So much excellent scene construction – eg the lesson of going out of a scene on a hook, a question, thereby maintaining and intensifying the momentum and tension in the storytelling (eg the scene that ended with the line, ‘I can’t give it to you but I can help you take it…’)
So often it’s what isn’t said that makes a scene powerful – giving the audience the pleasure of making their own interpretation of the subtext.
PLOT / SET-PIECES
As above the way one scene leads to another, how each scene is a building block in a bigger developing story all within its own very particular set of story values in this artificial world is so impressive.
And the way some of the episodes build to a richly anticipated set piece – the boat trip in ep 3, the major incident in episode 5. (To avoid spoilers I don’t want to be any more specific. But if you’ve watched the show, you will instantly know what I’m referring to.) This ep 5 incident is brilliantly set-up in the agonising and machinations between characters.
The way the story cuts between different character strands, anticipating a clash of characters is a great example of cutting between scenes to generate narrative tension.
The show is predicated on characters who all want something from each other.
The scripts are brilliant in the way they weave together and connect the different story strands – sometimes thematically, sometimes more directly narratively (eg the ep.3 boat trip).
A tone that feels utterly distinctive and entirely confident of what it is. The show is darkly comic. And its comedy is such a strength – so many very funny, laugh-out-loud moments prompted by clashes between different characters with different agendas through misunderstandings, miscommunications, secrets and clashing character agendas – so well-observed, so full of rich, character-driven friction. The idyllic Hawaii beach setting gives the show a very particular feel – paradise going sour.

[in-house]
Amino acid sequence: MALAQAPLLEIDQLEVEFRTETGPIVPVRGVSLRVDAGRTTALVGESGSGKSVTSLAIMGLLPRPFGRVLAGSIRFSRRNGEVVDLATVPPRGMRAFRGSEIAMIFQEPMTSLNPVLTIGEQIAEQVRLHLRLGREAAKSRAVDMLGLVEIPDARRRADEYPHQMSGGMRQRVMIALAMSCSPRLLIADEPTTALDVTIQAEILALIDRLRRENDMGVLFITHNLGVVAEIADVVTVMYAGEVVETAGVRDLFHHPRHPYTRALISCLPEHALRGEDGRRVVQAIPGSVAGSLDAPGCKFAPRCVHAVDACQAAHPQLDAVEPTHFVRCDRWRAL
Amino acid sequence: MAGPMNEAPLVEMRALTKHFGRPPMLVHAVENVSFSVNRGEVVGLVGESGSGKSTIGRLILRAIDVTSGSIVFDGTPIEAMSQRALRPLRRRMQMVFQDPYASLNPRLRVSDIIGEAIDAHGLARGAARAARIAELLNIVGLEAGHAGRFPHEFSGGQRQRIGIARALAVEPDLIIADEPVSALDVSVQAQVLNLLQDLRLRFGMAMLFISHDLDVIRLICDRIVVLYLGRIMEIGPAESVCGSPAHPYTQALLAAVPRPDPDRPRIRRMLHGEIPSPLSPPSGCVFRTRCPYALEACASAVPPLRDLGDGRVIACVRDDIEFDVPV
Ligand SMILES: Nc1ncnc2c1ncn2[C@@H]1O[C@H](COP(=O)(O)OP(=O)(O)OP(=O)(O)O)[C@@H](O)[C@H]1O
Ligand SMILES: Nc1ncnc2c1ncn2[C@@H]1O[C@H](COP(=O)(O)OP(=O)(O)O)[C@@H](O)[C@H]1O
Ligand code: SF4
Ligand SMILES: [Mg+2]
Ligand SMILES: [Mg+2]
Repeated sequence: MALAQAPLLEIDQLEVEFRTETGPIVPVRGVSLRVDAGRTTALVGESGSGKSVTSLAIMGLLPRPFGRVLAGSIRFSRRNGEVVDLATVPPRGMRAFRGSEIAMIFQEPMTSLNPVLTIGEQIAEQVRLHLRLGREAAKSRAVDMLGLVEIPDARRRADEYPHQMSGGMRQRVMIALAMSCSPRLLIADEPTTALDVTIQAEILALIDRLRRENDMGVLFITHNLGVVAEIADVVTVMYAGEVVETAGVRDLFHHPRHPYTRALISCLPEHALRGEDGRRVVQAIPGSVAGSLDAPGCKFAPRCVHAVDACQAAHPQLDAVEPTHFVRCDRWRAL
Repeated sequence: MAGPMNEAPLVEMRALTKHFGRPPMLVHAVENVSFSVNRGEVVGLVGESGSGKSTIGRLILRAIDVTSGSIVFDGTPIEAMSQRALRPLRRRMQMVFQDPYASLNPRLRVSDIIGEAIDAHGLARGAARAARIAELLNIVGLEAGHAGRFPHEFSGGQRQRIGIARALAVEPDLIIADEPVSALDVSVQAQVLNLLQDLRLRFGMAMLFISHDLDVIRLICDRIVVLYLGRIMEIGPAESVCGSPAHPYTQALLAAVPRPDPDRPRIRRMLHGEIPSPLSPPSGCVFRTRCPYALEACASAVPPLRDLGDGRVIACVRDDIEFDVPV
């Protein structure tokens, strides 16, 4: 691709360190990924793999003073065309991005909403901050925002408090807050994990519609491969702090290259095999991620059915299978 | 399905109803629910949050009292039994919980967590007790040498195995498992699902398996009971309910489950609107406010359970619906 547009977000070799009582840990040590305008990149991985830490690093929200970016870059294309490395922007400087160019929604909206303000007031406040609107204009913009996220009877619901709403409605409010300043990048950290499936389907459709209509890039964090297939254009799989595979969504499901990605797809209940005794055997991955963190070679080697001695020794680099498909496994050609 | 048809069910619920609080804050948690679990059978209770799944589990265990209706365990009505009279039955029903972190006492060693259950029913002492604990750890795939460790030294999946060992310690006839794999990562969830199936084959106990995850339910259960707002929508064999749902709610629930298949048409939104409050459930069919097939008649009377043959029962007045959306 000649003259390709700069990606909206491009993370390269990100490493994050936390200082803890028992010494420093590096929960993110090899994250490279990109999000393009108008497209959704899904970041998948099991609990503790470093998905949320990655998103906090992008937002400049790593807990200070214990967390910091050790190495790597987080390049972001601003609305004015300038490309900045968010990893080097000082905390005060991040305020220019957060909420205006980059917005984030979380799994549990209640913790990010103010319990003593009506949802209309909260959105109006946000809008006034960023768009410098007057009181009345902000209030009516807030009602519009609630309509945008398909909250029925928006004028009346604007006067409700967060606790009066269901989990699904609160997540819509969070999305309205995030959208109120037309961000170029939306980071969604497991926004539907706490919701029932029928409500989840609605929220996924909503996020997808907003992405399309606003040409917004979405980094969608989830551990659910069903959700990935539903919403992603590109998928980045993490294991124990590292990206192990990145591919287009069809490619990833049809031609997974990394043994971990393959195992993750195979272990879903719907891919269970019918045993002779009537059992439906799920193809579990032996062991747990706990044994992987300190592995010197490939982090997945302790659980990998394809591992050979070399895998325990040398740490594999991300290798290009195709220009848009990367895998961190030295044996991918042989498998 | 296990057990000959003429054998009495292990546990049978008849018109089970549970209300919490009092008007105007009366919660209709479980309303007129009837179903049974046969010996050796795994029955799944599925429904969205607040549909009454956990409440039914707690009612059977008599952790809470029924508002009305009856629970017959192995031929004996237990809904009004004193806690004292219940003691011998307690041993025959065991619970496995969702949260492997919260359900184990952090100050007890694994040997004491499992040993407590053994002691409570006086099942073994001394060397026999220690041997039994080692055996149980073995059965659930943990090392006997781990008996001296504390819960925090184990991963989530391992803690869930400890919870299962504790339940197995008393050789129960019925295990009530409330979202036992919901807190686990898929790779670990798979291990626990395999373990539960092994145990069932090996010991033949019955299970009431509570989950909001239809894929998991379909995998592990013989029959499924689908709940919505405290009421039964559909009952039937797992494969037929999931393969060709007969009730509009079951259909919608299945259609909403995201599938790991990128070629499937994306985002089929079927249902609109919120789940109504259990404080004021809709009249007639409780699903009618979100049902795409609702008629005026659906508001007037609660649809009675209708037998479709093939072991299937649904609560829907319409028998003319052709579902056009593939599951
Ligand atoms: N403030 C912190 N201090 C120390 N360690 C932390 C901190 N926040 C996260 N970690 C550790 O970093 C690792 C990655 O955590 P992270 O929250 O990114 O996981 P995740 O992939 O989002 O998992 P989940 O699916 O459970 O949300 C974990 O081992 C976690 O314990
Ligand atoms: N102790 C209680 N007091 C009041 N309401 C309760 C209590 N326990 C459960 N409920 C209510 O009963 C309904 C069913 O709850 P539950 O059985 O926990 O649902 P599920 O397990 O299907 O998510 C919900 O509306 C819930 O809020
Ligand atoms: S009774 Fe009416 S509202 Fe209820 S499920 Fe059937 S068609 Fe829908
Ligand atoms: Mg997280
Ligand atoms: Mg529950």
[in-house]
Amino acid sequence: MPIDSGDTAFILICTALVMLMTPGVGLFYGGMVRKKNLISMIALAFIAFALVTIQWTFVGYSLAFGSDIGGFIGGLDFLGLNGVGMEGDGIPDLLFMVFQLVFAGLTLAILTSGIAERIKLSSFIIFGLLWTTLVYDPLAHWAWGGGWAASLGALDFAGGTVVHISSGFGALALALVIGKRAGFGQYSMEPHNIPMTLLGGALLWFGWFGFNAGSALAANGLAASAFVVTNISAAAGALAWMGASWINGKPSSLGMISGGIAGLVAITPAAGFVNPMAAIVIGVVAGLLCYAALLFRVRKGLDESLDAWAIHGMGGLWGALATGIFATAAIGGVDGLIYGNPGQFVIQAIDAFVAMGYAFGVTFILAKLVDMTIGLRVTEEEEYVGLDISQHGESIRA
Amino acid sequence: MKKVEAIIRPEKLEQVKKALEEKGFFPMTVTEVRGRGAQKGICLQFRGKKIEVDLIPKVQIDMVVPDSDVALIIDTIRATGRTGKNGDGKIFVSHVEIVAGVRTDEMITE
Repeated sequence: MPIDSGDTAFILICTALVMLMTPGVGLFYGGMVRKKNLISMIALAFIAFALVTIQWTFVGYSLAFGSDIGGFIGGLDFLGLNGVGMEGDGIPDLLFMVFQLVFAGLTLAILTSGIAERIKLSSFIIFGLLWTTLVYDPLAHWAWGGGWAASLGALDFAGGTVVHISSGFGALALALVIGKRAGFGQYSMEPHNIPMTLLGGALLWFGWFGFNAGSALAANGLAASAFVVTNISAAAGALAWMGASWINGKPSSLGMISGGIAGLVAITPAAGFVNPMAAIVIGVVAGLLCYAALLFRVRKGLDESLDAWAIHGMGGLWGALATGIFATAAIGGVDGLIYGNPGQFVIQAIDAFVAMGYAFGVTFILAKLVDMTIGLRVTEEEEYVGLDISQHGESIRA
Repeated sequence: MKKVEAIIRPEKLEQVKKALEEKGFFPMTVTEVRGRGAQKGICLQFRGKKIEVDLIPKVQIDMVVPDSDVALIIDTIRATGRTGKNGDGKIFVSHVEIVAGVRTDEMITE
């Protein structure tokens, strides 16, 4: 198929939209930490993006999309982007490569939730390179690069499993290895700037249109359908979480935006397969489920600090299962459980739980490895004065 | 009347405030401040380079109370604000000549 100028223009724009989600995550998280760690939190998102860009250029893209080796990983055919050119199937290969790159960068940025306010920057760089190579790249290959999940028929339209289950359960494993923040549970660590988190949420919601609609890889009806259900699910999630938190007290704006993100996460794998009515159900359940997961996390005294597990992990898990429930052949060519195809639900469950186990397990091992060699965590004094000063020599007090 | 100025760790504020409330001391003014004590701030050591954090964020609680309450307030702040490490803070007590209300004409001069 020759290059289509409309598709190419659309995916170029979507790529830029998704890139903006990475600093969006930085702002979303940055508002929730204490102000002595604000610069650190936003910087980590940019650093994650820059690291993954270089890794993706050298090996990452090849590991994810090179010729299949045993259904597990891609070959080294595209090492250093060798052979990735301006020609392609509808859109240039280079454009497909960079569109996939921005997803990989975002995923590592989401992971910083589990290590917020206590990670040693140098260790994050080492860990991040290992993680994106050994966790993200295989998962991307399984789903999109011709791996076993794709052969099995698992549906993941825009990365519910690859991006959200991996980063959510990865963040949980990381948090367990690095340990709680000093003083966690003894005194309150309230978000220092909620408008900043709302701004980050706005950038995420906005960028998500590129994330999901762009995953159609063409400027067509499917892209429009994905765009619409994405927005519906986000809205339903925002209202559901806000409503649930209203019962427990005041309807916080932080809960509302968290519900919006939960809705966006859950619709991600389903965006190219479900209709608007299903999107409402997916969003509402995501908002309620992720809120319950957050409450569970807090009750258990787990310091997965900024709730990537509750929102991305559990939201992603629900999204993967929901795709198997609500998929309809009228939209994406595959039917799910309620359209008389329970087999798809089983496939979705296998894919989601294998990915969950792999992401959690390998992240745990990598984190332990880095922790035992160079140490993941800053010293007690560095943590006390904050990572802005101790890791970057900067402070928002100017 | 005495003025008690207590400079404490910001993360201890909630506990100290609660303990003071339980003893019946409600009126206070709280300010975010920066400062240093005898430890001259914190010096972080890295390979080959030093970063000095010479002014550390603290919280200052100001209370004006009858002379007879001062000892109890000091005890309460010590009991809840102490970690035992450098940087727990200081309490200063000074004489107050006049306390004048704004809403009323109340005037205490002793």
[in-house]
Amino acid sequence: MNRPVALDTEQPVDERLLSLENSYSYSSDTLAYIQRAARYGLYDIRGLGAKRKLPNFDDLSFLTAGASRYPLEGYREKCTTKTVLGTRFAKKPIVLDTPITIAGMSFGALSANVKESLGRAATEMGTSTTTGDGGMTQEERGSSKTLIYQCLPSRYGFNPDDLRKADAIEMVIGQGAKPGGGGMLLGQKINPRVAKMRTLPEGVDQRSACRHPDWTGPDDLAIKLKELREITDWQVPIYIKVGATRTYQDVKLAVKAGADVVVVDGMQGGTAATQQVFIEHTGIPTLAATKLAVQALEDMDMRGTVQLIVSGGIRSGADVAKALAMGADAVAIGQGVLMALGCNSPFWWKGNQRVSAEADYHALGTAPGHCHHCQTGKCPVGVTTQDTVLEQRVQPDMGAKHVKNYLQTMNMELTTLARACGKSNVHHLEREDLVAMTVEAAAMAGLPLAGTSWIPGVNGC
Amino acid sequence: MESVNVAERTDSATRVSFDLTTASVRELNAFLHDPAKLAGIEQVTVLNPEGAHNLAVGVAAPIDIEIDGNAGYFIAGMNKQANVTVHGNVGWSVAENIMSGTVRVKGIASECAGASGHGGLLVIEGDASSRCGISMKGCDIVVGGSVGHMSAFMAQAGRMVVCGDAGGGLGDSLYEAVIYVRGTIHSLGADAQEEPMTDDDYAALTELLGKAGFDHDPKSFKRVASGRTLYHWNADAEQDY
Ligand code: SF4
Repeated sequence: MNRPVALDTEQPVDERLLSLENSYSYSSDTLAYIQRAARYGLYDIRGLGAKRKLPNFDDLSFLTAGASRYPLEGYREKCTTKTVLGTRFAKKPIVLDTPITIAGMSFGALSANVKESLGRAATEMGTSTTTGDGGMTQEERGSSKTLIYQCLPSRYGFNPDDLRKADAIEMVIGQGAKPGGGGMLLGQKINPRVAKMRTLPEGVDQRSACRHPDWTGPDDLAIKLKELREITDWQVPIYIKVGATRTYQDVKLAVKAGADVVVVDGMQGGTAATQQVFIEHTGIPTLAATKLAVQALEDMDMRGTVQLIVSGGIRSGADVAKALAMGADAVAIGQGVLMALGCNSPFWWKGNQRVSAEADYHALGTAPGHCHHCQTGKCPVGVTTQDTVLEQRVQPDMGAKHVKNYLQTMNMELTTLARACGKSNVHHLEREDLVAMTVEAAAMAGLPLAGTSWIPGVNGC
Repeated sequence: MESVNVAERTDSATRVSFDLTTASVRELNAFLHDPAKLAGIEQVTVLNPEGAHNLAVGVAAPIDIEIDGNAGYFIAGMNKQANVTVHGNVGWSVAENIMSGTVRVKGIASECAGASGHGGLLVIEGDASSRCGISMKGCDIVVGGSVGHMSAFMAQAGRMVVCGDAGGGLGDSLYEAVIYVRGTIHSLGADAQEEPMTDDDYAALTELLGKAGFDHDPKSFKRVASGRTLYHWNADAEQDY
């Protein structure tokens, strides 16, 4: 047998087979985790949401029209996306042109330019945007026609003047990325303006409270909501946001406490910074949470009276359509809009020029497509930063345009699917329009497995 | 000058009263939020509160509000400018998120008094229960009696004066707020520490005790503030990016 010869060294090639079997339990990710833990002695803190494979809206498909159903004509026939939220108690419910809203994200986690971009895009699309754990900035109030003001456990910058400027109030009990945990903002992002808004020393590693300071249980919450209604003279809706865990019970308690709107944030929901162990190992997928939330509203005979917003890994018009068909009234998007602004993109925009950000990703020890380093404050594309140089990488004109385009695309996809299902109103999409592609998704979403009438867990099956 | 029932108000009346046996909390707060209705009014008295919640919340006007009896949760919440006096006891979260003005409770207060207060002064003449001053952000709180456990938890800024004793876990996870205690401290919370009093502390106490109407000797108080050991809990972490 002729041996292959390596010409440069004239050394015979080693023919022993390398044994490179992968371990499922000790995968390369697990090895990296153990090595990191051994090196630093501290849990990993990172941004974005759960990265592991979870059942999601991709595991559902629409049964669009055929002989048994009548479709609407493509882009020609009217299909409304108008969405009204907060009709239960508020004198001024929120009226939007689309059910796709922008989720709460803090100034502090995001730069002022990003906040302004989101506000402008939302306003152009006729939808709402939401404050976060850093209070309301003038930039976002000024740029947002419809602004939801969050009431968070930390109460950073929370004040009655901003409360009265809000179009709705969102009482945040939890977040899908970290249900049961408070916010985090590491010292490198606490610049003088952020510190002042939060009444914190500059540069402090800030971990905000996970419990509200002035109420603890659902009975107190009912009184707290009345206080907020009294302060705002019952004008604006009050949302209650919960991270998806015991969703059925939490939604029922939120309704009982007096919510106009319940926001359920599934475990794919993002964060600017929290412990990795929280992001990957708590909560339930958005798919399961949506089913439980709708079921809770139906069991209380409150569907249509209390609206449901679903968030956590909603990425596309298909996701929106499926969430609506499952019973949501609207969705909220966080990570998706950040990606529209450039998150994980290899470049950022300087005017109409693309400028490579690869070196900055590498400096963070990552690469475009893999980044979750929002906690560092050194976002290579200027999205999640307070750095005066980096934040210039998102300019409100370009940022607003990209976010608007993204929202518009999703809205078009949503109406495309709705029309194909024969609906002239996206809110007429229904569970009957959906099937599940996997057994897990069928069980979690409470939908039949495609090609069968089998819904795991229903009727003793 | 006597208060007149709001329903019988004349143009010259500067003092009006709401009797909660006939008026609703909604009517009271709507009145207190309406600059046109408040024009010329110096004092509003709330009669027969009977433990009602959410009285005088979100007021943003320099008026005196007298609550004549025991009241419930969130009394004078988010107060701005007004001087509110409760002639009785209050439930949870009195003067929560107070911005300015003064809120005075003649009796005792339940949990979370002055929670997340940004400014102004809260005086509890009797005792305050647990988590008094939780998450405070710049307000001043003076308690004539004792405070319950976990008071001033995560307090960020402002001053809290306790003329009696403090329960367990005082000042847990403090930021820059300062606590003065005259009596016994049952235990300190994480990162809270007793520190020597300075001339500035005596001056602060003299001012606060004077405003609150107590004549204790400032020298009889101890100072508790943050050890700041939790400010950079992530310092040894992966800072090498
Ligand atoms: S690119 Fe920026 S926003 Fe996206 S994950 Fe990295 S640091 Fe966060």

MESSAGE / AGENDA
Underneath the comic surface this really has something powerful and troubling to say – about money, sexual politics, privilege and other things. Some of the scenes among the family are also among the best dramatisations of ‘wokeness’, ‘cancel culture’, of contemporary inter-generational friction within families and the wider world. The Hawaii setting also enables a deeper debate about capitalism and the destruction of indigenous cultures (as played out in the Kai / Paula strand). As well as being thoroughly entertaining and comically effective, I found the series thought-provoking and troubling – a brilliant critique of inequality, privilege and of issues of political and social responsibility.
The 6 part series is written and directed by Mike White. To have written both SCHOOL OF ROCK and THE WHITE LOTUS is some achievement. The two shows are so totally different but both, IMO, brilliant examples of their genre. I’ve also seen his excellent film, BRAD’S STATUS. I’m now off to check out the rest of his oeuvre!
The next newsletter will be on Friday Sept 17th.
Sept 3rd 2021